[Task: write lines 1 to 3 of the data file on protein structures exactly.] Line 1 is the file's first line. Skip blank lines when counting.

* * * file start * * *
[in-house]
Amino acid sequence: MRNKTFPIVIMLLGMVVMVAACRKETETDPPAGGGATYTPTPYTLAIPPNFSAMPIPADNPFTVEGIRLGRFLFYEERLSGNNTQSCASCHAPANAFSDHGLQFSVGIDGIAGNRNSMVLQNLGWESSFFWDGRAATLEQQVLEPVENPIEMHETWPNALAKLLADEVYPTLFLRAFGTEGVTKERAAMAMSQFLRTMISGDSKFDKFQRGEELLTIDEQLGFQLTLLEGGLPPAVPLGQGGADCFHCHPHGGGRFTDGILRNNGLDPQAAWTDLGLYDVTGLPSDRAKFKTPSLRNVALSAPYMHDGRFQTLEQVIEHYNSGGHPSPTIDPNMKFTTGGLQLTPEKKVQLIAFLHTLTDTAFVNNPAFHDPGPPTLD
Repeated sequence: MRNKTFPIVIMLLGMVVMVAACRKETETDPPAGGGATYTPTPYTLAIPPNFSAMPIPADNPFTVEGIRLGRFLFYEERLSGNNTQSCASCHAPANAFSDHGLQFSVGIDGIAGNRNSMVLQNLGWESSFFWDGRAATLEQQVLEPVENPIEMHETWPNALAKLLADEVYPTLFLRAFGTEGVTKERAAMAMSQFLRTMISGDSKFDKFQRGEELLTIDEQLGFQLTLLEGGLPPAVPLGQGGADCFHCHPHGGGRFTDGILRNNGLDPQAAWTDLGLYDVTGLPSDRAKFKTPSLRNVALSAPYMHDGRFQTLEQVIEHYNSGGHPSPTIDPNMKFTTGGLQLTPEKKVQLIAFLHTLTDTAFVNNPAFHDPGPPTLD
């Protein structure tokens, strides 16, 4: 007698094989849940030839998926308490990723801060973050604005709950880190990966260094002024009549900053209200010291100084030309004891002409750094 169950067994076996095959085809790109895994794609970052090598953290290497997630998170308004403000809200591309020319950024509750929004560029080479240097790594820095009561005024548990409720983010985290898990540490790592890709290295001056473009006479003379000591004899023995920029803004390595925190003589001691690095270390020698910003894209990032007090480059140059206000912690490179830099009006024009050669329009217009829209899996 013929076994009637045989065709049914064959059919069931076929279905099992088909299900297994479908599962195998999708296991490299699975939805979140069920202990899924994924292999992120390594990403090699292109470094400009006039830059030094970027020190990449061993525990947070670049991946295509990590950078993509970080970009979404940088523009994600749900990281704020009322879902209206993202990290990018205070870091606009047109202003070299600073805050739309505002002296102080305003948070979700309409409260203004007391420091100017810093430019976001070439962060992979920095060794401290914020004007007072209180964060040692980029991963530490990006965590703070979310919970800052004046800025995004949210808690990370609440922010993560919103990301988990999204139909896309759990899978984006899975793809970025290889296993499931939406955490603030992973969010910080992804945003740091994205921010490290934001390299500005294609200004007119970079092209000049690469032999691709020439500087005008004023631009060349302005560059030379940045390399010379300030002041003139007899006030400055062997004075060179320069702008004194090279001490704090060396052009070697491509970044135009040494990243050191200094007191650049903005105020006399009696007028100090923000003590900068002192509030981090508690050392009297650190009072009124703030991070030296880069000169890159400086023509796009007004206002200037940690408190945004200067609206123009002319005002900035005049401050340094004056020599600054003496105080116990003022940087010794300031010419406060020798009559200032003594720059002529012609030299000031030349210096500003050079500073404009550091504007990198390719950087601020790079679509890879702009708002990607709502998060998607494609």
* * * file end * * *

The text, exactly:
[in-house]
Amino acid sequence: MRNKTFPIVIMLLGMVVMVAACRKETETDPPAGGGATYTPTPYTLAIPPNFSAMPIPADNPFTVEGIRLGRFLFYEERLSGNNTQSCASCHAPANAFSDHGLQFSVGIDGIAGNRNSMVLQNLGWESSFFWDGRAATLEQQVLEPVENPIEMHETWPNALAKLLADEVYPTLFLRAFGTEGVTKERAAMAMSQFLRTMISGDSKFDKFQRGEELLTIDEQLGFQLTLLEGGLPPAVPLGQGGADCFHCHPHGGGRFTDGILRNNGLDPQAAWTDLGLYDVTGLPSDRAKFKTPSLRNVALSAPYMHDGRFQTLEQVIEHYNSGGHPSPTIDPNMKFTTGGLQLTPEKKVQLIAFLHTLTDTAFVNNPAFHDPGPPTLD
Repeated sequence: MRNKTFPIVIMLLGMVVMVAACRKETETDPPAGGGATYTPTPYTLAIPPNFSAMPIPADNPFTVEGIRLGRFLFYEERLSGNNTQSCASCHAPANAFSDHGLQFSVGIDGIAGNRNSMVLQNLGWESSFFWDGRAATLEQQVLEPVENPIEMHETWPNALAKLLADEVYPTLFLRAFGTEGVTKERAAMAMSQFLRTMISGDSKFDKFQRGEELLTIDEQLGFQLTLLEGGLPPAVPLGQGGADCFHCHPHGGGRFTDGILRNNGLDPQAAWTDLGLYDVTGLPSDRAKFKTPSLRNVALSAPYMHDGRFQTLEQVIEHYNSGGHPSPTIDPNMKFTTGGLQLTPEKKVQLIAFLHTLTDTAFVNNPAFHDPGPPTLD